Social Impact of Osteoporotic Fractures: Early Diagnosis and Possible Therapies

Social Impact of Osteoporotic Fractures: Early Diagnosis and Possible Therapies

Maurizio Muratore (O.U. of Rheumatology, “Galateo” Hospital, San Cesario di Lecce, ASL-LE, Lecce, Italy), Francesco Conversano (National Research Council, Institute of Clinical Physiology, Lecce, Italy), Maria Daniela Renna (National Research Council, Institute of Clinical Physiology, Lecce, Italy), Paola Pisani (National Research Council, Institute of Clinical Physiology, Lecce, Italy), Valeria Villani (Echolight S.r.l., Lecce, Italy) and Sergio Casciaro (National Research Council, Institute of Clinical Physiology, Lecce, Italy)
DOI: 10.4018/IJMTIE.2014040104

Abstract

Osteoporosis affects about 200 million subjects in the world and is responsible for 8.9 million fractures each year. The frequency of osteoporotic fractures is rising in many countries, due to the increased longevity of the population. In Europe, the annual cost of all osteoporotic fractures has been estimated to be 30 billion of Euros. In this paper, after an overview of the socioeconomic impact of osteoporosis in the world and in Italy, with particular focus on Apulia region, the most important techniques used to assess the fracture risk are briefly described. Moreover, the most commonly used pharmacological agents for the treatment of osteoporosis are reported. The aim of this review is to analyze the main factors causing the huge impact of osteoporosis on healthcare system, in terms of diagnosis and therapies, and to illustrate recent advances for treatment and prevention of this “silent disease”.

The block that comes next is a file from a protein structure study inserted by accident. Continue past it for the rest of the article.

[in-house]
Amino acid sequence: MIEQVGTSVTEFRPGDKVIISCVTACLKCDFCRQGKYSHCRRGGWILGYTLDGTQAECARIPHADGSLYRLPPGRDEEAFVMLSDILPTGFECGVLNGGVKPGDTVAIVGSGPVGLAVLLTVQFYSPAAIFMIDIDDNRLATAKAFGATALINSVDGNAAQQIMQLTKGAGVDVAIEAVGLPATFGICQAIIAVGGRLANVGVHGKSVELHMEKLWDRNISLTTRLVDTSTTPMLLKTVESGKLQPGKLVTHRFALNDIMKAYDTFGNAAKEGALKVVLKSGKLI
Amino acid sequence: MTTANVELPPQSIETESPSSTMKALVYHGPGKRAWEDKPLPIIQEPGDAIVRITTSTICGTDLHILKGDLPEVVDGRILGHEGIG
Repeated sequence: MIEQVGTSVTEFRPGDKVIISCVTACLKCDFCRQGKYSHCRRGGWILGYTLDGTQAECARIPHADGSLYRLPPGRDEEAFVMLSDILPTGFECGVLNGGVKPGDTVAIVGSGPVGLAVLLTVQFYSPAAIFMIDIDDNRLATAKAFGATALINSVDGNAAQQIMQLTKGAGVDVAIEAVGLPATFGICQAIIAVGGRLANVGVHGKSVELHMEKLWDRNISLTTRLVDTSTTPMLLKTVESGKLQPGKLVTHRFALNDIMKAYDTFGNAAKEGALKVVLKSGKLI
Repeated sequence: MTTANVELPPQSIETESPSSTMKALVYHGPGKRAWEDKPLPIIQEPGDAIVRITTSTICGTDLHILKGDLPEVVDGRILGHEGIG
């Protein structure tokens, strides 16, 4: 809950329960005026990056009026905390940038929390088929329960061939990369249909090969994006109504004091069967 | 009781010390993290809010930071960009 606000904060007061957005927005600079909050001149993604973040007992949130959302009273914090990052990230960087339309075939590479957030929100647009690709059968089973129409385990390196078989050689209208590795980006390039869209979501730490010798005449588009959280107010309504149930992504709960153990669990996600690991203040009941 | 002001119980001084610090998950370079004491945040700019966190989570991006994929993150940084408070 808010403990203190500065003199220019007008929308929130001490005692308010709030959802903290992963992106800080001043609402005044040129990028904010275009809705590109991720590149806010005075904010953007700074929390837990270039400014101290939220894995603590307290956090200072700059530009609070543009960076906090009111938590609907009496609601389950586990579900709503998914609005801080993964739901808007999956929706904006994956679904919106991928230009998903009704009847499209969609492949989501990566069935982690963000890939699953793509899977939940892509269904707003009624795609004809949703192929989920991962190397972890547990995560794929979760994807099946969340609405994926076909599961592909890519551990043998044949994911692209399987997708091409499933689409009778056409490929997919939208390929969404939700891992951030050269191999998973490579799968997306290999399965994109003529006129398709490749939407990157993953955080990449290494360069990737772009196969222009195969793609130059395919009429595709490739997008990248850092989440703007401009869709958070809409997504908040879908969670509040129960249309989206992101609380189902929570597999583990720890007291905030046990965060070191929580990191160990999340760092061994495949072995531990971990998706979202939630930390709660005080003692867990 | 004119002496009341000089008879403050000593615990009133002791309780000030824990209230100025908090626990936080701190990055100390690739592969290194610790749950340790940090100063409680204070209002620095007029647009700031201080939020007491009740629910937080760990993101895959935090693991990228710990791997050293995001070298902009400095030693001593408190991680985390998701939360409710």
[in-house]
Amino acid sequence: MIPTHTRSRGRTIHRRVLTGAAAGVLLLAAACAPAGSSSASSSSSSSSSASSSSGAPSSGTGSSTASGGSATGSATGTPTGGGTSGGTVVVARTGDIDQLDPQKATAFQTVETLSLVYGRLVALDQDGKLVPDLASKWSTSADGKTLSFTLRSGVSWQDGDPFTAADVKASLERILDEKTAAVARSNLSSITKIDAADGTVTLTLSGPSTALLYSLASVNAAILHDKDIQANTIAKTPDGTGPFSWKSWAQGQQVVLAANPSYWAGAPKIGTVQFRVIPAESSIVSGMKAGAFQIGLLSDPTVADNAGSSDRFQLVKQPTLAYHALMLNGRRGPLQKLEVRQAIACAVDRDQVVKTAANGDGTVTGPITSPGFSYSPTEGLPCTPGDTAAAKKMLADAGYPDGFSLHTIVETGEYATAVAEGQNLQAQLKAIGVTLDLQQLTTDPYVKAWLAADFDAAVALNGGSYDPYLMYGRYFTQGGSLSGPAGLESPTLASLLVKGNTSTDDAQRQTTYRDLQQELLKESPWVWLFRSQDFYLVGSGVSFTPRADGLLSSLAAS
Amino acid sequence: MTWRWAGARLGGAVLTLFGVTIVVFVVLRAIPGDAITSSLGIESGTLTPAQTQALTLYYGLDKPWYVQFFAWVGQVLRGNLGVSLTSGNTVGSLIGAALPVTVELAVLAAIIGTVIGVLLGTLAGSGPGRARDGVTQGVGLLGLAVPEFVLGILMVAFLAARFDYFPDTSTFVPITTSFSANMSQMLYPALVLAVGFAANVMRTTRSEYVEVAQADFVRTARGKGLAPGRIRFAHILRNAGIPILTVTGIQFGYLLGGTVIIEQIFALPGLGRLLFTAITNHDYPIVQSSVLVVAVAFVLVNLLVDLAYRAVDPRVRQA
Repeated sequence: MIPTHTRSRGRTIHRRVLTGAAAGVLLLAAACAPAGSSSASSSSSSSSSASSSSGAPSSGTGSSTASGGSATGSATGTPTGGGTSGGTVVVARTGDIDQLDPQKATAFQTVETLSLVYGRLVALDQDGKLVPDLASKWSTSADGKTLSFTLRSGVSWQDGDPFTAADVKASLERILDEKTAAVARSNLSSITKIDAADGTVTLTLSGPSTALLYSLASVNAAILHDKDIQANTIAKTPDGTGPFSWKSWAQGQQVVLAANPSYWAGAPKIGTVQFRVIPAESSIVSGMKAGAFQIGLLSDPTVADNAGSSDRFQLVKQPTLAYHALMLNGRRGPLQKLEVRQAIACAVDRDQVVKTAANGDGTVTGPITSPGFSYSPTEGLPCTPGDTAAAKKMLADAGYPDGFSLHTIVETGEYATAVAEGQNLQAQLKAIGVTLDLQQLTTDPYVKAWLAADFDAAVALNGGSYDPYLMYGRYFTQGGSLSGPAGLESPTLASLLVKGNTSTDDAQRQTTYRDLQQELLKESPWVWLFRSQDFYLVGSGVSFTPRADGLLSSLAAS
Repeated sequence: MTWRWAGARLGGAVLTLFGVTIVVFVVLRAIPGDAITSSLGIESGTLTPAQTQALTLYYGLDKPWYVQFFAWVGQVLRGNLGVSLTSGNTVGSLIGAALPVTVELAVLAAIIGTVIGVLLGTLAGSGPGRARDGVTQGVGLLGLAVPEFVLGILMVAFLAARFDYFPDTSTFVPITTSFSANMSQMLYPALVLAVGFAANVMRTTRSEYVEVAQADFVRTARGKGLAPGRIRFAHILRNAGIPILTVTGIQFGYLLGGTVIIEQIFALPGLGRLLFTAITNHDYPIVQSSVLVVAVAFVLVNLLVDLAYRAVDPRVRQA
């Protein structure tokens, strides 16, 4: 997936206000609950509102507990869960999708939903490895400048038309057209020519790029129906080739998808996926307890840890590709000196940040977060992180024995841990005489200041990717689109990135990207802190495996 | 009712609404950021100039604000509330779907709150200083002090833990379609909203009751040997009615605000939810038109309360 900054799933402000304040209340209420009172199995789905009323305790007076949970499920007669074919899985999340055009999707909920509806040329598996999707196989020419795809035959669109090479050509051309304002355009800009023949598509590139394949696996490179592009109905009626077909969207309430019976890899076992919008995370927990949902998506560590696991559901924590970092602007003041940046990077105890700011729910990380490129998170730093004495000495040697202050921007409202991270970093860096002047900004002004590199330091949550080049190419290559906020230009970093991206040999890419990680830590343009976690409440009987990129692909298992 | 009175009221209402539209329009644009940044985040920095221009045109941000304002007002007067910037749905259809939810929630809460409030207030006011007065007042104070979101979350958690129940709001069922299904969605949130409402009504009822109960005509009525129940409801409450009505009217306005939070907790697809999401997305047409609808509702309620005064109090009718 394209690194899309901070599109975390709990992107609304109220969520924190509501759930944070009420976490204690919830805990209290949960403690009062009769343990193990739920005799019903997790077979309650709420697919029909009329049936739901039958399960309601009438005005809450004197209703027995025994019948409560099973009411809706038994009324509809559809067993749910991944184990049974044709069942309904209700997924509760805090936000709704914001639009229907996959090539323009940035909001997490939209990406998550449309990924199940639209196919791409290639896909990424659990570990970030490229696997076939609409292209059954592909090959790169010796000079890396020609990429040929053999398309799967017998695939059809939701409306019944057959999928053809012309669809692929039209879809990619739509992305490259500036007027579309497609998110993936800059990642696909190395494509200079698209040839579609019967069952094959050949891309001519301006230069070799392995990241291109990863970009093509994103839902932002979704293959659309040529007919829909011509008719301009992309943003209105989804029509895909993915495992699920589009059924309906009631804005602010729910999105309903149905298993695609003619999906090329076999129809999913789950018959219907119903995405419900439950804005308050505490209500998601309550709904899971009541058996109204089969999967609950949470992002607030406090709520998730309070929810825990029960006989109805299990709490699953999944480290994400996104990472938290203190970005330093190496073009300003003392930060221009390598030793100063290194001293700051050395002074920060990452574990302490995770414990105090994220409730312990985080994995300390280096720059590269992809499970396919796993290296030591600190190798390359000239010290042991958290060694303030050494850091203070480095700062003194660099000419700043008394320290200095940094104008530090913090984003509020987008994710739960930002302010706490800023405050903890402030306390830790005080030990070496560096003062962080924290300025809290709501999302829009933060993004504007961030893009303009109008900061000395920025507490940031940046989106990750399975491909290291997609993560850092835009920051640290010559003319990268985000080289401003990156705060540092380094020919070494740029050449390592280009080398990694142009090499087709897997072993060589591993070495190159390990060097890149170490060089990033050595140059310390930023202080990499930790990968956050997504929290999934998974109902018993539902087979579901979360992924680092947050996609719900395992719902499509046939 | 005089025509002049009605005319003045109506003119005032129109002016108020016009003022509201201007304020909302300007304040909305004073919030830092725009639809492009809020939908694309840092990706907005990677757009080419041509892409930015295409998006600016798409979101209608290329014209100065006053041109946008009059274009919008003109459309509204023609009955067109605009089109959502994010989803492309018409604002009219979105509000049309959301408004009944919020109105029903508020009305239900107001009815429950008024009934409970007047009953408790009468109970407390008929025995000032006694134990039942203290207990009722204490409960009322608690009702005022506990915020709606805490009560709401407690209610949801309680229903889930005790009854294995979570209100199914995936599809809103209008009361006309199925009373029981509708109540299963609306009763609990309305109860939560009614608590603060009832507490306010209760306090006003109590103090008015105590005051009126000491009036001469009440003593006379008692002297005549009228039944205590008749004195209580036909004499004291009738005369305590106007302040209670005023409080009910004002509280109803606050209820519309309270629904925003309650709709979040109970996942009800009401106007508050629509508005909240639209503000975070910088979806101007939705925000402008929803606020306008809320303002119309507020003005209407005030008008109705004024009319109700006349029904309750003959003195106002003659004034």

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Costs Of Osteoporotic Fractures

WHO considers osteoporosis to be second only to cardiovascular diseases as a critical health problem (Kanis et al., 1997). The disability due to osteoporosis is comparable or greater than that caused by cancers and by a variety of chronic non-communicable diseases, such as rheumatoid arthritis, asthma and high blood pressure-related heart disease (Johnell and Kanis, 2006).

Osteoporotic fractures are a major contributor to medical care costs in many countries of the world (Table 1). The total annual costs of osteoporosis exceed, for instance, those for various brain disorders (Ettinger et al., 1992). In the United States, the medical cost of osteoporosis and related fractures is estimated at 20 billion of dollars per year (Cummings and Melton, 2002) and the prediction in dependence of annual rise in age-adjusted incidence of osteoporotic fractures is estimated at 50 billion of dollars in 2050. China spent around 1.5 billion of dollars treating hip fracture in 2006. It is estimated that this will rise to 12.5 billion of dollars in 2020 and to more than 26 billion of dollars by 2050 (Luo and Xu, 2005).

Table 1.
Costs related to osteoporotic fractures in the world. (Data from Brandi and Piscitelli, 2013)
CountryAnnual expenditure due to hip fracture
(M Euros)
USA2,900
Canada300
Argentina140
Brazil1,400
Mexico120
China1,200
Japan1,120
Australia180

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